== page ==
UPDATE1: Japan Diet set to pass bill to bring in more foreign workers

Japan Economic Newswire |

Japan's ruling parties aim to pass through parliament on Friday a bill to allow more foreign workers in labor-hungry sectors, even as concerns remain that the plan lacks detail and may not ensure proper working conditions.

While opposition parties are making last-ditch efforts to block the passage of the bill to revise the immigration control law, ruling parties are determined to push it through an upper house committee and then through the upper house at a plenary vote later in the day.

Enactment would pave the way for Japan to issue visas to blue-collar laborers for the first time, in a major policy shift for a country that has basically granted working visas only to people with high levels of professional knowledge and skills such as doctors, lawyers and teachers.

The government aims to launch the new visa system in April next year. It is expected to affect 14 sectors identified as suffering from labor shortages amid an aging population and falling birthrate, such as nursing care, construction and farming.

But opposition parties have criticized the bill for failing to specify what kinds of jobs foreign workers would engage in and for giving the government too much freedom to decide details later through ministerial ordinances.

They have also questioned whether Japan is fully prepared to undergo such a major change, touching on the already poor treatment of foreigners who have come to take part in the country's technical intern program. The program is intended to transfer skills to developing countries, but has been criticized as being a cover for companies to import cheap labor.

The bill passed the House of Representatives last Tuesday, despite strong resistance from opposition parties, and the political wrangling has continued in the House of Councillors.

To stop the Judicial Affairs Committee Chairman Shinichi Yokoyama from moving to hold a vote for the bill, opposition parties submitted a resolution demanding his dismissal. But it was voted down by the majority of the ruling Liberal Democratic Party and its junior coalition partner Komeito party on Friday morning.

Kiyomi Tsujimoto, the Diet affairs chief of the main opposition Constitutional Democratic Party of Japan, said at a meeting with senior members of other opposition parties, "Let's unite toward the goal of scrapping the bill."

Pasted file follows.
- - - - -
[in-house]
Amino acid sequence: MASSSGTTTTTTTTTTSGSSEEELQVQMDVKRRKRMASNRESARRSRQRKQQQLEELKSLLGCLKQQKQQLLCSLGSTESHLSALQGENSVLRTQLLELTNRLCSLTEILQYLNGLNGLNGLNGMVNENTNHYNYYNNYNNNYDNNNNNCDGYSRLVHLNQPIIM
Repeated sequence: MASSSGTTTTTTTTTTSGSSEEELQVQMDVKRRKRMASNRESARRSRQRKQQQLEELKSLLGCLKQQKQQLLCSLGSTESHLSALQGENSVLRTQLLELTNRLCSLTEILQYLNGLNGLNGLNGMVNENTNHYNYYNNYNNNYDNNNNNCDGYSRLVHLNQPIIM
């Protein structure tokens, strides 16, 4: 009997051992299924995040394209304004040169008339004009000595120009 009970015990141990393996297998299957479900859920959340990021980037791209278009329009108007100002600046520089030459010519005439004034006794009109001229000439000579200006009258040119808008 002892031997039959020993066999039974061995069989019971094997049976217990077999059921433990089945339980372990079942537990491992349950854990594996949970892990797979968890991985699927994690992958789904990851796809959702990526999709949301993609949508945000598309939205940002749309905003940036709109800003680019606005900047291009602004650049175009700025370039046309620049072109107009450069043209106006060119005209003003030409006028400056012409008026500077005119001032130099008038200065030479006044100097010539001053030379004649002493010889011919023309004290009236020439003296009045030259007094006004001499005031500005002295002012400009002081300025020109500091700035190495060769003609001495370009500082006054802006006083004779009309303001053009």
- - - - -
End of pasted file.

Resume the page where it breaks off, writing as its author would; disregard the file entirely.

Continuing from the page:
The opposition parties also submitted a no-confidence motion against Justice Minister Takashi Yamashita, saying that he has not "faithfully" responded to questions even though the bill could bring about major change to people's daily lives.

Under the new visa system, two resident statuses will be created -- the No. 1 type for people to engage in work that requires a certain level of knowledge and experience, and the No. 2 type for work that needs higher-level skills.

To apply for the No. 1 type visa, valid for up to five years, people will have to pass Japanese-language and technical exams. Those who have gone through the existing technical intern program for more than three years can obtain the status without sitting the tests, and the government expects many interns to apply for this visa.

But the visa holders will not be allowed to bring their family members to Japan, which some critics see as a human rights issue.

The No. 2 type visa sets a higher hurdle, with applicants required to pass a high-level skill test. But workers will be allowed to bring their family members and the number of visa renewals is not limited, opening up the possibility for them to live permanently in Japan.

The No. 1 type visa is available for 14 sectors. As for the No. 2 type, the government has planned to apply it to two business fields -- construction and shipbuilding -- but tests may not be held for the time being as not so many applicants are expected.

The government has said it estimates Japan will accept up to 47,550 foreign workers in the first year under the No. 1 type visa and up to 345,150 over five years, including 60,000 for the nursing care business.

The government will upgrade the Justice Ministry's Immigration Bureau to an agency to strengthen its functions to deal with the possible influx of foreigners.

The number of foreigners working in Japan has been on the rise, hitting a record high 1.28 million as of October last year, according to government data.

Foreign nationals with Japanese ancestry and permanent residents made up the largest portion of the total foreign workforce at around 459,000, followed by 297,000 students and others who are allowed to work part-time such as at convenience stores, and 258,000 technical interns.

Political experts say Prime Minister Shinzo Abe is rushing to enact the legislation before key elections next year, hoping that the move will be welcomed not just by the business community but also in regional areas struggling with labor shortages.


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